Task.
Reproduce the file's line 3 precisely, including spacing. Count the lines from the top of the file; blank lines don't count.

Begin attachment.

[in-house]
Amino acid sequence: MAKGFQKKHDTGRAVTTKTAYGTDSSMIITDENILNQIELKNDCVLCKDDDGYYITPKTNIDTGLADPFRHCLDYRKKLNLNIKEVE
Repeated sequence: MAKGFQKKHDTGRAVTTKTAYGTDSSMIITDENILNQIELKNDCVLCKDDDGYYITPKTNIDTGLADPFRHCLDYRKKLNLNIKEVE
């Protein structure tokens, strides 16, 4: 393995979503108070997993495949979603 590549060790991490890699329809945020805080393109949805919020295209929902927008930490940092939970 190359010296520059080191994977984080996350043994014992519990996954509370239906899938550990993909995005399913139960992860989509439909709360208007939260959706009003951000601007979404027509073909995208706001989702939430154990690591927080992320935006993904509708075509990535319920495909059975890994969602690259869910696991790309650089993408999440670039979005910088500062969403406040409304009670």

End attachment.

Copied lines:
Repeated sequence: MAKGFQKKHDTGRAVTTKTAYGTDSSMIITDENILNQIELKNDCVLCKDDDGYYITPKTNIDTGLADPFRHCLDYRKKLNLNIKEVE